no coat of arms
USNS BRITTIN is the sixth BOB HOPE - class large, medium-speed, roll-on/roll-off ship (LMSR) and the first ship in the Navy named after Army Sgt. 1st Class Nelson V. Brittin.
|General Characteristics:||Awarded: November 14, 1997|
|Keel laid: May 3, 1999|
|Launched: November 11, 2000|
|Delivered: July 11, 2002|
|Builder: Avondale Shipyards, New Orleans, LA|
|Propulsion system: 4 Colt Pielstick 10 PC4.2 V diesels|
|Length: 951.4 feet (290 meters)|
|Beam: 106 feet (32.3 meters)|
|Draft: 34.8 feet (10.6 meters)|
|Displacement: approx. 62,070 tons full load|
|Speed: 24 knots|
|Aircraft: helicopter landing area only|
|Capacity: 380,000 sq. ft.|
|Crew: 26 civilian crew (up to 45); up to 50 active duty|
|Homeport: not assigned|
This section contains the names of sailors who served aboard USNS BRITTIN. It is no official listing but contains the names of sailors who submitted their information.
About the Ship's Name:
USNS BRITTIN is named in honor of Army Sgt. 1st Class Nelson V. Brittin, a Korean War Medal of Honor recipient who distinguished himself as a member of Company I in Yonggong-ni, Korea, March 7, 1951.
Sfc. Brittin, a member of Company I, distinguished himself by conspicuous gallantry and intrepidity above and beyond the call of duty in action. Volunteering to lead his squad up a hill, with meager cover against murderous fire from the enemy, he ordered his squad to give him support and, in the face of withering fire and bursting shells, he tossed a grenade at the nearest enemy position. On returning to his squad, he was knocked down and wounded by an enemy grenade. Refusing medical attention, he replenished his supply of grenades and returned, hurling grenades into hostile positions and shooting the enemy as they fled. When his weapon jammed, he leaped without hesitation into a foxhole and killed the occupants with his bayonet and the butt of his rifle. He continued to wipe out foxholes and, noting that his squad had been pinned down, he rushed to the rear of a machinegun position, threw a grenade into the nest, and ran around to its front, where he killed all 3 occupants with his rifle. Less than 100 yards up the hill, his squad again came under vicious fire from another camouflaged, sandbagged, machinegun nest well-flanked by supporting riflemen. Sfc. Brittin again charged this new position in an aggressive endeavor to silence this remaining obstacle and ran direct into a burst of automatic fire which killed him instantly. In his sustained and driving action, he had killed 20 enemy soldiers and destroyed 4 automatic weapons. The conspicuous courage, consummate valor, and noble self-sacrifice displayed by Sfc. Brittin enabled his inspired company to attain its objective and reflect the highest glory on himself and the heroic traditions of the military service.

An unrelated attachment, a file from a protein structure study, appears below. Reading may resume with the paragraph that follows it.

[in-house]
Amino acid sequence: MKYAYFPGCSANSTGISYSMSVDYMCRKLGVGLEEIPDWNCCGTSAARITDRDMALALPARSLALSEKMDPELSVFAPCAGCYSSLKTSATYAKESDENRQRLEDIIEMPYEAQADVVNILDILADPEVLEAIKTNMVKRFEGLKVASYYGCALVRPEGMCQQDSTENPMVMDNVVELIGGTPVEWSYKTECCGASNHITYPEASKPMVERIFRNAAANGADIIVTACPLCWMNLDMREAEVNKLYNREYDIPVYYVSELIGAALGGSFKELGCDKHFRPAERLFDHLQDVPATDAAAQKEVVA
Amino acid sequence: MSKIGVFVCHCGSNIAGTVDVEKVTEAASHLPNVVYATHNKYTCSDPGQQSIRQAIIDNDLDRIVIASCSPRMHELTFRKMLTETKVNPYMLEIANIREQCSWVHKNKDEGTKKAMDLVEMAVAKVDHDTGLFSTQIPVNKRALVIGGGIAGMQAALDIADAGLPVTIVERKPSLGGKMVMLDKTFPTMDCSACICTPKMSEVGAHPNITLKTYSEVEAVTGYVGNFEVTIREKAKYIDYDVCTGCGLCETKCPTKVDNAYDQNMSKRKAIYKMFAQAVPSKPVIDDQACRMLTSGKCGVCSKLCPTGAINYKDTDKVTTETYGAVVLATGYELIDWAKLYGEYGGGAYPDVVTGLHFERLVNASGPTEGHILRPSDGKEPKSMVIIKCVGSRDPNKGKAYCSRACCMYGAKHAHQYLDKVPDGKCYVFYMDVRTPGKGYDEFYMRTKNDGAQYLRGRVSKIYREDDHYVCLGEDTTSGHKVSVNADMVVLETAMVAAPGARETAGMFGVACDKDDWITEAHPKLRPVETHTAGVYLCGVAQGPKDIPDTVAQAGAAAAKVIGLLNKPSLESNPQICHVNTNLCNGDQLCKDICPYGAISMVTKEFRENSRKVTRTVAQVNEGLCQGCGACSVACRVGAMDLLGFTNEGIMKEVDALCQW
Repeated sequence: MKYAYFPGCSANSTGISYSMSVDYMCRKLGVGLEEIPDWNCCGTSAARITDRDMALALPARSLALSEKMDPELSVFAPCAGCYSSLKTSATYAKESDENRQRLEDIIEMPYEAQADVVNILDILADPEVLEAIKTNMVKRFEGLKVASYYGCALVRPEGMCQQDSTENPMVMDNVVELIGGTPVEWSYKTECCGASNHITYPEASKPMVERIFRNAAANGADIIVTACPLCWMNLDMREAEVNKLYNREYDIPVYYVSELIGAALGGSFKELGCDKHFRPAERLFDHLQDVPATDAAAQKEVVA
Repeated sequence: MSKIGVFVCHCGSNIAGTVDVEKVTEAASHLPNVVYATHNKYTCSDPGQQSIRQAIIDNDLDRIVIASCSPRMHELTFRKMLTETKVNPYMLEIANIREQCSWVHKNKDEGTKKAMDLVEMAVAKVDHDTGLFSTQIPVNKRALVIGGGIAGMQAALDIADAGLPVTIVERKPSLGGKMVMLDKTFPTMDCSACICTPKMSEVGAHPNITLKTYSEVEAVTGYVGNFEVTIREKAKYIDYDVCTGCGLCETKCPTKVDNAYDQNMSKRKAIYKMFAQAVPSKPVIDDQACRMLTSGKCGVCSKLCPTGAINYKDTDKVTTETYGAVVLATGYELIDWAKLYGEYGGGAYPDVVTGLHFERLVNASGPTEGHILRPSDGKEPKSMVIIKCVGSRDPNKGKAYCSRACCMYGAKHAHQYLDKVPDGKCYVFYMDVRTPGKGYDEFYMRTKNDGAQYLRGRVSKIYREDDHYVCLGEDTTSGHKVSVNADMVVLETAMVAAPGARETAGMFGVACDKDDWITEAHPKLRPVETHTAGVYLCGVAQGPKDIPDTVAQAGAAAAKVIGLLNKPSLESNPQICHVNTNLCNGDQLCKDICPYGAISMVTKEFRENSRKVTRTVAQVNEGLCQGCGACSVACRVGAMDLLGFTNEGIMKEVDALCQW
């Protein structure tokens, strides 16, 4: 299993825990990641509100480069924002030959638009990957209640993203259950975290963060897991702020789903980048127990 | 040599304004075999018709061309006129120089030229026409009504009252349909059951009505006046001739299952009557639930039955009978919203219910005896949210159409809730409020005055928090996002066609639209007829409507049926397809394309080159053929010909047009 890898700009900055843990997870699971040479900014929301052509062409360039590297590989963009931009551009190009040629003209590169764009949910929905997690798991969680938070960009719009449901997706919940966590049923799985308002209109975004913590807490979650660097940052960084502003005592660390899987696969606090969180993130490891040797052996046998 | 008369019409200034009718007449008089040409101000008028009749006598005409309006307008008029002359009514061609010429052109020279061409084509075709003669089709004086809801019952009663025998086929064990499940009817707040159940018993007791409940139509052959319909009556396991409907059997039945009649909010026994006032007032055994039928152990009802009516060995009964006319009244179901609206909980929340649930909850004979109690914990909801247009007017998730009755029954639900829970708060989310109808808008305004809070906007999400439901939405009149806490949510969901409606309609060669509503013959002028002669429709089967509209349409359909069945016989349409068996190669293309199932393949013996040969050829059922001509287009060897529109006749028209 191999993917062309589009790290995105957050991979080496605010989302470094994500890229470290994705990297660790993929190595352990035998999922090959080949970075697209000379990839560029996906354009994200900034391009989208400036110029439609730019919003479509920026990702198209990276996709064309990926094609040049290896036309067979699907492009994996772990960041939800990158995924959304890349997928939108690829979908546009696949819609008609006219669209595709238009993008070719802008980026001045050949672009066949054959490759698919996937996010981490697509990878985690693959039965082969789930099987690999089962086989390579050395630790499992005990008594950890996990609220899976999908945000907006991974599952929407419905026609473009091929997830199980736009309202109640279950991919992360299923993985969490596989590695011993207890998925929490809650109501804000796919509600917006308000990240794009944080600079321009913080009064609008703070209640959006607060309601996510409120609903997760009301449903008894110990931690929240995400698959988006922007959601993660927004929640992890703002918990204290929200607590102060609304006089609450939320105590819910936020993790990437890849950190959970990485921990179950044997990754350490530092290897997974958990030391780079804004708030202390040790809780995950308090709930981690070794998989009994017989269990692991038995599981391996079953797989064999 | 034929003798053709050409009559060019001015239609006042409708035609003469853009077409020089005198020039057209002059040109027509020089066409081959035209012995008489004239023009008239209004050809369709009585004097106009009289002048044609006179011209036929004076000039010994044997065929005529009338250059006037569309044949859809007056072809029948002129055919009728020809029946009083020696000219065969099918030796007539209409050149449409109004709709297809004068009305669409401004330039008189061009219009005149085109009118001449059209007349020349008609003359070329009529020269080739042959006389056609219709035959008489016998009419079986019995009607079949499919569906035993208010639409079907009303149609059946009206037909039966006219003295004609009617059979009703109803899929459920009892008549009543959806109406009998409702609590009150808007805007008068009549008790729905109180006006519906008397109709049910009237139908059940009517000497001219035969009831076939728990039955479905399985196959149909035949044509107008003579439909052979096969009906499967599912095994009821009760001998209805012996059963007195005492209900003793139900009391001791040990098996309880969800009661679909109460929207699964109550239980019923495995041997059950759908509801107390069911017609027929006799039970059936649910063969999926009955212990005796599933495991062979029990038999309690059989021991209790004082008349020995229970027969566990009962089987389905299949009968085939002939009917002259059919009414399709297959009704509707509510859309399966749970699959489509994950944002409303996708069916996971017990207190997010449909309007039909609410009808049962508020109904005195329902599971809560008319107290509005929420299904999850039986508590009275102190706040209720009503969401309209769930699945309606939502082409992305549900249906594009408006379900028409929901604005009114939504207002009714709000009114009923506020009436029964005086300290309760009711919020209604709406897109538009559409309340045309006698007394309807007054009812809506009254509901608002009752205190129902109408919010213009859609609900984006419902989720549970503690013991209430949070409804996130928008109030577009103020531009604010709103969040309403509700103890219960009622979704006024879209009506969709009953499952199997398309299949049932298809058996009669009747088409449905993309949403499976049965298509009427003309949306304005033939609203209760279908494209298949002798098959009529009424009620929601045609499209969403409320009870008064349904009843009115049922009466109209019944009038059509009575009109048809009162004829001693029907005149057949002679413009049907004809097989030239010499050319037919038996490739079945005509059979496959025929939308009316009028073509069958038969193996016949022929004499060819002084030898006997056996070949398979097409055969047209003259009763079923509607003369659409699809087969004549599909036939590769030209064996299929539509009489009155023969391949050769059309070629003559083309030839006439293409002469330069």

USNS BRITTIN Image Gallery:
The photos below were taken by me and show the BRITTIN at the Puget Sound Naval Shipyard, Bremerton, Wash., on March 14, 2010.
The photos below were taken by me and show the BRITTIN at the Puget Sound Naval Shipyard, Bremerton, Wash., on May 12, 2012.
The photos below were taken by Michael Jenning and show the BRITTIN at Naval Base Norfolk, Va., on September 21, 2018.